While my telling blows aimed off at illusory skies you made tea, today’s not at all imaginary Earl Grey. Which is the most magical thing of all, my today friend. Not making a big to-do, making tea.
Hélène Cixous The Book of Promethea
I’ve forgotten most of the French I knew, but I remember French class in high school with Miss Wub. I made a lot of chamomile tea and drank it from a plastic yellow mug with Emma. We had to choose “French names” and I remember happily slashing the accents over my chosen Thérèse on grammar quizzes. The next year I wanted to switch to Mona but it wasn’t a French-enough name, so I became Monique Thérèse.
Now I find myself reading translated French and wishing I could remember enough to read the original text. I also wonder what happened to Monique Thérèse. She was so young then, sipping her tea and juggling her bags and books, pink Doc Martens and an old army coat thrown over the chair, hair chopped and dyed, makeup too bright.
I’m reading the submissions for Moravian’s Lebensfeld Upper Writing competition, and so far they are all beautiful. The work might need editing, but they are so full of vulnerability and insecurity I can’t help but find them beautiful. I tried to explain it to a coworker, the pages strewn about me in the break room, but I ended up rambling about burnt sugar coatings. What I meant to describe with my metaphor: the golden sugar cage I made once for a cake. I dripped the candy over a bowl and let it harden, and the cage sat above a white lilly cake I made. At least, it was supposed to. I don’t think it worked as intended. But that’s what these stories are: latticed words that hover close above, touching down in places. Easily shattered.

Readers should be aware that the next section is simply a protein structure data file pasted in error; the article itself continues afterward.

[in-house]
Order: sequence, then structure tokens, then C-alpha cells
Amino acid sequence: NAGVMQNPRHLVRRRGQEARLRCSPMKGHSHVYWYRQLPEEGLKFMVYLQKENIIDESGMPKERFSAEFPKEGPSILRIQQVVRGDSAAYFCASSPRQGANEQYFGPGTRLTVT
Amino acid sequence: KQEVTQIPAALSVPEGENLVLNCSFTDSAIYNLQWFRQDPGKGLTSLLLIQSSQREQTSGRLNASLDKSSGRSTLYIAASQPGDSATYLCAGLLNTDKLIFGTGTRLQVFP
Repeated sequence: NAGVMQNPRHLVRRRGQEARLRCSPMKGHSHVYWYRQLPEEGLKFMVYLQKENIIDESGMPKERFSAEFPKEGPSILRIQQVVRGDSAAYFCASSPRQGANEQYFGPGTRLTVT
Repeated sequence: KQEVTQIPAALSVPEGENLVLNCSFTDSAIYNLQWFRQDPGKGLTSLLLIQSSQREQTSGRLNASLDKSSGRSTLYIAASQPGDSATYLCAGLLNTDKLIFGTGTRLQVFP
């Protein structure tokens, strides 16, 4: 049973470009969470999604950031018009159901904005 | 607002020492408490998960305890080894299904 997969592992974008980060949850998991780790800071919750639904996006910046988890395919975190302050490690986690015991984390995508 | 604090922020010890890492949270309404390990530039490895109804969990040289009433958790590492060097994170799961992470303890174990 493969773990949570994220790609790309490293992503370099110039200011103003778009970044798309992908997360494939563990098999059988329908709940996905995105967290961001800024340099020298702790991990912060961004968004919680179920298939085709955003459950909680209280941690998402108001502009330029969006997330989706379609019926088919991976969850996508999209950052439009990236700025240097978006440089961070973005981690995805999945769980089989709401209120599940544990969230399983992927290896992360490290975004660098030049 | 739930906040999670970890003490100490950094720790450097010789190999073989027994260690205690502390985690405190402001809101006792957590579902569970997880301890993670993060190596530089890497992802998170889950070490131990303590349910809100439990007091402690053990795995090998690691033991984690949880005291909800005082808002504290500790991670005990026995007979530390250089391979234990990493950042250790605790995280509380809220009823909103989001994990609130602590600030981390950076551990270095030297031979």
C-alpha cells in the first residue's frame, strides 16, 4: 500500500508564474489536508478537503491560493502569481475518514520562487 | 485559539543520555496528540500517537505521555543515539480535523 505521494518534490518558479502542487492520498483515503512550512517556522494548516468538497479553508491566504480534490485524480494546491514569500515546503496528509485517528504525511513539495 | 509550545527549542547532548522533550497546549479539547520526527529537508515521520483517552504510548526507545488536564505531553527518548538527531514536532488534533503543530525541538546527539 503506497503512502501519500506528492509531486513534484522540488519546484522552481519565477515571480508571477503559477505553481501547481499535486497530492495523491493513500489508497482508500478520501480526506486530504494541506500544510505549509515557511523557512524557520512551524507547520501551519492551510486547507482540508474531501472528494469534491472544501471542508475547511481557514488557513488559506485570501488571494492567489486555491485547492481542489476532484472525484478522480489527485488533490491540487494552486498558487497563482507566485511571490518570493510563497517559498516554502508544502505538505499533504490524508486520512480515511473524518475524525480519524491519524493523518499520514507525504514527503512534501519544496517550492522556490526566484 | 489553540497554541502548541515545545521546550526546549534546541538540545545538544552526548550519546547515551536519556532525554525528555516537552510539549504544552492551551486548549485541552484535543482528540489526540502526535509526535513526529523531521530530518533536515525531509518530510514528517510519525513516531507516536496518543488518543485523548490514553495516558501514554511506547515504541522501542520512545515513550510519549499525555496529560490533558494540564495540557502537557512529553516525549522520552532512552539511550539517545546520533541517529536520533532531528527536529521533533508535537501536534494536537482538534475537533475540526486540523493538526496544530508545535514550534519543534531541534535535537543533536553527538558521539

I know that I’m not that far away from these students. Their work is beautiful to me because I can see all of the steps I took along the same paths, the ways I was terrified and self-delusional and egotistical and shy; the ways I still am all of those things.
Oh Monique Thérèse. If I could go back and tell you anything, I don’t know that I would. You have to make your mistakes, you have to write your terrible but heartfelt poems, you have to hurt and love and dance and laugh. And you have to forget French. I’m sorry, but I’m not at all. Enjoy your tea.